Open Access

LDL-cholesterol measurement in diabetic type 2 patients: a comparison between direct assay and popular equations

  • Farideh Razi1Email author,
  • Katayoon Forouzanfar2,
  • Fatemeh Bandarian1 and
  • Ensieh Nasli-Esfahani1
Journal of Diabetes & Metabolic Disorders201716:43

https://doi.org/10.1186/s40200-017-0326-2

Received: 15 April 2017

Accepted: 23 October 2017

Published: 3 November 2017

Abstract

Background

Low density lipoprotein –Cholesterol (LDL-C) is one of the main factors for assessment of cardiovascular disease risk and it is more important in diabetic patients. Various methods are currently used for LDL-C measurements which are compared in this study.

Methods

This study was conducted in Diabetes Research Center based on laboratory results of 1721 diabetic patients who referred to laboratory for regular follow-up of lipid profile. LDL-C was measured directly and also estimated according to Friedwald, Anandraja and Chen formulas.

Results

Results of direct LDL-C measurements were lower than all calculations at triglycerides (TG) levels less than 150 mg/dL while in higher TG levels direct measurement values were higher than Friedwald and Anandraja formula. Friedwald and Chen formula results had better correlation(r) with direct measurement than Anandraja in different levels of TG and also were able to define LDL-C > 100 mg/dL more accurately.

Conclusions

Although we observed excellent correlation between the studied formulas with direct measurement, using the formula can misclassified diabetic patients with LDL-C values near threshold (100 mg/dL). However calculated LDL-C based on Chen and Friedwald formula can be a suitable alternative for direct measurement especially in regions with limited resources.

Keywords

DiabetesLDL-cholesterolFriedwald formula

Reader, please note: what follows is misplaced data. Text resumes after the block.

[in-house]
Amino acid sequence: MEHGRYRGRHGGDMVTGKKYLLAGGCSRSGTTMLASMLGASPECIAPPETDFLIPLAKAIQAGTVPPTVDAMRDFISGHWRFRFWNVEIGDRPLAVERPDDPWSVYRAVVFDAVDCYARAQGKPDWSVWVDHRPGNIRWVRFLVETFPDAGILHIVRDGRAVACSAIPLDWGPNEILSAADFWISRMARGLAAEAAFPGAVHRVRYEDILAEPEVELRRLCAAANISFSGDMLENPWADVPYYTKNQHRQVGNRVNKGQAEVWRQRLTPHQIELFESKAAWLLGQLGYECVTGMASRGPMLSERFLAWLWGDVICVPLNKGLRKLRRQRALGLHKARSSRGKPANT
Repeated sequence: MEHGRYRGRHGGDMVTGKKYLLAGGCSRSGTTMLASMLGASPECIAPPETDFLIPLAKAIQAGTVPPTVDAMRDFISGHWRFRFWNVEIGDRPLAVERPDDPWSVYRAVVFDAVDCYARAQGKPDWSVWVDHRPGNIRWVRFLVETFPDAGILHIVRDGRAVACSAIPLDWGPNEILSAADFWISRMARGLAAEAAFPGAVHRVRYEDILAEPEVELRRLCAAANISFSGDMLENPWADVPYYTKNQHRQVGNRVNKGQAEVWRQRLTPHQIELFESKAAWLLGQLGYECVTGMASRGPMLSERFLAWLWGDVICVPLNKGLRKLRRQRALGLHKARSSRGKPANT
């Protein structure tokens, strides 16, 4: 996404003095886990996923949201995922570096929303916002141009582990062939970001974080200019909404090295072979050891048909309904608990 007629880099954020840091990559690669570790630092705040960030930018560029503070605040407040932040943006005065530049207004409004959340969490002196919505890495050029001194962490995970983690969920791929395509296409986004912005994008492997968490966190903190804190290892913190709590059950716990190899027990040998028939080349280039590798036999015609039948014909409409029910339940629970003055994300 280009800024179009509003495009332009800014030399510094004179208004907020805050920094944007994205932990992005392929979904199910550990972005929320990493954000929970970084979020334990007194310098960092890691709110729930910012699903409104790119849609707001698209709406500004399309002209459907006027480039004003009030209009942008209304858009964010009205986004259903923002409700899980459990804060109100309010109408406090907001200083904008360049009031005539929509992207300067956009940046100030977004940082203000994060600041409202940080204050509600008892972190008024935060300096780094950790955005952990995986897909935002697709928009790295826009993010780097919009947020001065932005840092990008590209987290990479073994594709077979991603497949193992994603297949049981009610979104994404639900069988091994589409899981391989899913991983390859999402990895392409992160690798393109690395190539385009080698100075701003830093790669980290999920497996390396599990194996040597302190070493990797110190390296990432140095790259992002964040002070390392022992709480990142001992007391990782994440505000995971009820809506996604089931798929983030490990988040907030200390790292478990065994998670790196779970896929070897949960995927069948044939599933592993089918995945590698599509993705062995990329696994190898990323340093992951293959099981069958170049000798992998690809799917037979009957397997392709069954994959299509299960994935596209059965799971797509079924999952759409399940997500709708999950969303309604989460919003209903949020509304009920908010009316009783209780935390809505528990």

Background

Diabetes mellitus is a metabolic disease, which contributes to premature mortality worldwide [1, 2]. The number of diabetic people is increasing due to population growth and high prevalence of physical inactivity and obesity. The global prevalence of diabetes in adults is estimated to increase from 8.8% in 2015 to 10.4% in 2040 [3] as a major health problem. Different studies have been conducted to depict the figure of diabetes and its complications [47] as well as its management status [8]. Cardiovascular diseases (CVD) are among the main comorbid conditions associated with diabetes, which causes about 70% of deaths in diabetics aged more than 65 years [9]. Due to this high rate of mortality, CVD risk score should be determined in diabetic patients for prevention and further management [10]. Dyslipidemia is another common comorbid disorder of diabetes, which increase the risk of CVD in diabetic patients [6]. One of the main factors used for CVD risk assessment is serum level of low density lipoprotein –Cholesterol (LDL-C) and it is important to keep it less than 100 mg/dL in diabetic patients [11].

Different methods are used for measuring serum LDL-C concentration. Ultracentrifugation following by beta-quantification is the gold standard for measurement of LDL-C [12] but special equipment requirement, expensiveness and time-consuming of this method make it inconvenient for most routine clinical laboratories [13]. So other methods such as homogenous assay techniques are widely used for direct measurement of LDL-C as well as different formulas such as Friedewald, Chen and Anandraj [1416].

In order to manage diabetic patients, it’s very important to use suitable laboratory methods and achieve accurate results especially at decision level for essential parameters used for follow-up. Since many laboratories usually use formula to report LDL-C for patients (including diabetic patients) it is necessary to know about the agreement of results obtained by these different methods. This study’s aim was to compare these formulas and direct measurement method in a large sample of diabetic patients to find the most accurate and reliable method for measuring serum LDL-C.

Material and methods

In this study, all laboratory results of patients with type 2 diabetes admitted to Diabetes Research Center (affiliated to Endocrinology and Metabolism Clinical Sciences Institute) from March to July 2016, were evaluated retrospectively and lipid profile results were extracted. The laboratory method for measurement of LDL-C, high density- cholesterol (HDL-C), total cholesterol (TC), and triglycerides (TG) was enzymatic photometric method [17] using commercial kits (Pars Azmun, Iran) and biochemical autoanalyser (Prestige 24i, Tokyo Boeki Medical System, Japan). Total precision according to coefficient variation (CV %) for measuring TC, TG, HDL-C and LDL-C was 1.6, 1.5, 2.4 and 2.3, respectively.

In the next step LDL-C was calculated by three following formulas:

Friedwald Equation: LDL = TC – HDL − (TG / 5).

Anandraja Equation: LDL = (0.9 TC) − (0.9 TG/5) −28.

Chen Equation: LDL = (TC − HDL) × 0.9 − (TG × 0.1).

The calculated LDL-C values were compared to the results of direct measurement of LDL-C (all the values are expressed in mg/dL).

Statistical analyses